Octogenarian Charlie Crews knows computers

Charlie Crews.jpgCharlie Crews, a member of the Todd County Healthy Community Partnership, will be 80 years-old on September 27. He volunteered to serve on all of the task forces by doing online research on youth retention, senior services and economic development task forces. Unlike many people half his age, Charlie has no fear of computers. In fact, Charlie has worked with computers since President Eisenhower’s first term.

“I was in the Navy in 1955,” says Charlie. “I worked in aviation supply and we used an automated record system. The computer was a UNIVAC and had vacuum tubes. It filled one room. We had to have an air conditioner to cool it.” He developed programs for maintaining aviation supplies- instant information on tracking and shipment of parts- to keep the time that planes were out of action to a minimum.

UNIVAC is an acronym for Universal Automatic Computer and was the first commercial computer produced in the United States. It used 5,200 vacuum tubes and weighed 29,000 pounds. In contrast to that first computer, Charlie tells of recent gifts for family members. “We bought all of our grandkids and great-grandkids 9-inch mini-computers,” he says. The interesting thing is that Charlie knows what made that 15 ton computer work and he knows what makes the baby laptops work, too. He’s the one who keeps all of the family’s computers working.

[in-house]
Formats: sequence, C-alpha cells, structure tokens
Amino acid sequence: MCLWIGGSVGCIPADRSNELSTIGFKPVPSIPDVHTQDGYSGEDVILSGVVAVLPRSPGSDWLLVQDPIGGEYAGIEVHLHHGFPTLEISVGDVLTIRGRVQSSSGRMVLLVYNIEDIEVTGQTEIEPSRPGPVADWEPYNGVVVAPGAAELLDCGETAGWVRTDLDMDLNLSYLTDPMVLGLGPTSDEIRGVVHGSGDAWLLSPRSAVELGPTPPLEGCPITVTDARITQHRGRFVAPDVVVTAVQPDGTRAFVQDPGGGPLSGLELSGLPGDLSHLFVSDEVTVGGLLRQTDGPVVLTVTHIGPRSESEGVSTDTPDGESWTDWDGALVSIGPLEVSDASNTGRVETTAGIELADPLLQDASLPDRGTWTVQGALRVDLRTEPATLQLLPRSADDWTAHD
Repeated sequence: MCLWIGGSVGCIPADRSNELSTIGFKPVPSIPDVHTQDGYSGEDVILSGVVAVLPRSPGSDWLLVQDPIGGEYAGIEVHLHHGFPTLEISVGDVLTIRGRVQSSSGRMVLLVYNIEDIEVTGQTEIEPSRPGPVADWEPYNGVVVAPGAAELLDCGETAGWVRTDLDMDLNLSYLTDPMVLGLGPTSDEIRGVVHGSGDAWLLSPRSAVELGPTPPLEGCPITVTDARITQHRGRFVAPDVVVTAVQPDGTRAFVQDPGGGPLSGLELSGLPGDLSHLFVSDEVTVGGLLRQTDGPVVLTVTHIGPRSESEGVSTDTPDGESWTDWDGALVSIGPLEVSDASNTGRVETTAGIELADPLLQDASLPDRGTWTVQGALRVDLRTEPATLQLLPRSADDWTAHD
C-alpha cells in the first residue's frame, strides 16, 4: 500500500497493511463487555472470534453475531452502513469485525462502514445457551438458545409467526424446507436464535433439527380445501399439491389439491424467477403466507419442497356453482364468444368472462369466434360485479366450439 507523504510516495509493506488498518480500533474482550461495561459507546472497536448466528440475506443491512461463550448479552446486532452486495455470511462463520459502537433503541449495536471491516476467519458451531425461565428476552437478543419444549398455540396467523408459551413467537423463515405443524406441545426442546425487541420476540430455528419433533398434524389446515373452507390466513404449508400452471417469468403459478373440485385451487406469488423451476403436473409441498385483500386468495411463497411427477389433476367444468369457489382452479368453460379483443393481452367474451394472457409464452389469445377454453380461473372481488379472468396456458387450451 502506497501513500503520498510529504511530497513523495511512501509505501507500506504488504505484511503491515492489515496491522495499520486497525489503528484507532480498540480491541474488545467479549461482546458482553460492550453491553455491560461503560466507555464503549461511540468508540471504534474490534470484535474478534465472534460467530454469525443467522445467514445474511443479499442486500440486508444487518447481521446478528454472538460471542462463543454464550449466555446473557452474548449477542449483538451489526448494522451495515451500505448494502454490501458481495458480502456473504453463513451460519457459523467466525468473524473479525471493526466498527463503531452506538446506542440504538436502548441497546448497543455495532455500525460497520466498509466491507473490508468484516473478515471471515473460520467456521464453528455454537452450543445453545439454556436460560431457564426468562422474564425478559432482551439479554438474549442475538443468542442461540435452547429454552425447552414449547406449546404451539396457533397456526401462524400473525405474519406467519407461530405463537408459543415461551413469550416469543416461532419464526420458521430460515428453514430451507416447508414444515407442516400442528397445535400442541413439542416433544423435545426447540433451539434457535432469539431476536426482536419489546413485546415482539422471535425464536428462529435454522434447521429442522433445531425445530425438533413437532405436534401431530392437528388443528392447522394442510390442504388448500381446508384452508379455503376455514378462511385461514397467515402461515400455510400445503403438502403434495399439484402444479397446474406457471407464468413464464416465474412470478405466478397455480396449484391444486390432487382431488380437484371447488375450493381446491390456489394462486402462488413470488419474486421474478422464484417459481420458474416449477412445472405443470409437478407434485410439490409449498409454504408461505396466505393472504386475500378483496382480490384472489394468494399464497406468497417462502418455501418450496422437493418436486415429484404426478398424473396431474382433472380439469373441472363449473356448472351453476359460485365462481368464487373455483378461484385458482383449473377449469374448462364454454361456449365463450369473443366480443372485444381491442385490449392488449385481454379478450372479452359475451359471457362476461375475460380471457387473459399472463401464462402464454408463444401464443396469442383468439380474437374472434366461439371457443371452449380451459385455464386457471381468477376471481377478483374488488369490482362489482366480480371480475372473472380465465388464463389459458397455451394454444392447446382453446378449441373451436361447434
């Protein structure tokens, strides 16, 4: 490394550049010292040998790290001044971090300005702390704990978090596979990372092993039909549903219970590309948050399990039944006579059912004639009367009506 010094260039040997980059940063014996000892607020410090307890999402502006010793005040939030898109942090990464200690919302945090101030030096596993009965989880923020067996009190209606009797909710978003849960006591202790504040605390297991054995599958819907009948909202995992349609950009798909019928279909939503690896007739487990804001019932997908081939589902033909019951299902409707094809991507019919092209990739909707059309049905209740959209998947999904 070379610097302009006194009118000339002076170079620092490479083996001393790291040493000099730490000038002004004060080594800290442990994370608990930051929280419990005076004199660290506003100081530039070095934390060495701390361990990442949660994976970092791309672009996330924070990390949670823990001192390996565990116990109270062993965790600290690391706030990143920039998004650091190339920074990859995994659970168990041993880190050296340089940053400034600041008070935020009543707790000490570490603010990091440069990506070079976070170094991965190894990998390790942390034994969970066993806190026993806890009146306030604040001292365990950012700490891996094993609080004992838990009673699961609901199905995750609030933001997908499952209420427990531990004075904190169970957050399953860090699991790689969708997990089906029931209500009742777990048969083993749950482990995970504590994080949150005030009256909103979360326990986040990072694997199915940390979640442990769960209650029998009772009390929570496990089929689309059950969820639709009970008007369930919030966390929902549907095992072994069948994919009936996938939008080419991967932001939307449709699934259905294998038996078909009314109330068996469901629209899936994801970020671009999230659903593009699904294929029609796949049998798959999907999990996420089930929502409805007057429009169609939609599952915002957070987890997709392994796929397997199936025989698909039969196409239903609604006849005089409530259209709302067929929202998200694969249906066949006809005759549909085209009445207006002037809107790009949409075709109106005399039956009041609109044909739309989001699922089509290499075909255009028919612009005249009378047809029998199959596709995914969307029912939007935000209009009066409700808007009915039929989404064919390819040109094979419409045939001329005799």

Charlie is definitely in a minority group. Many people much younger than Charlie are reluctant to learn to use computers. According to the Pew Research Center, “As of December 2009, 38% of U.S. adults age 65 and older go online, a significantly lower rate of internet adoption than the general population (74%) and even the next-oldest group (70% of adults age 50-64 years old go online). In addition, just 26% of U.S. adults age 65 and older have home broadband access, compared with 56% of adults age 50-64 years old (and 60% of all adults).”

Charlie thinks it’s kind of sad when people don’t use computers. “You can search the Library of Congress or find out how to fix a sewing machine,” he says of the varied capabilities of online searching. He kept up with advances in computer technology during his 22 years in the Navy followed by a second career working for 3M as a microfilm equipment specialist and then as the national director of the sales division.

After retiring in 1986, Charlie and his wife moved from the Twin Cities to Todd County’s Sylvan Shores and now lives in Staples. He started computer classes for senior citizens in 1994 and slowly led about 150 people into the computer age during the five years he taught the classes. He helped them select computers and serviced them for free.

Charlie no longer subscribes to the trade magazines nor attends consumer electronics shows, both of which kept him up on all the latest developments. He still stays current on the pricing and how to fix problems, admitting that viruses and worms have gotten him three times.

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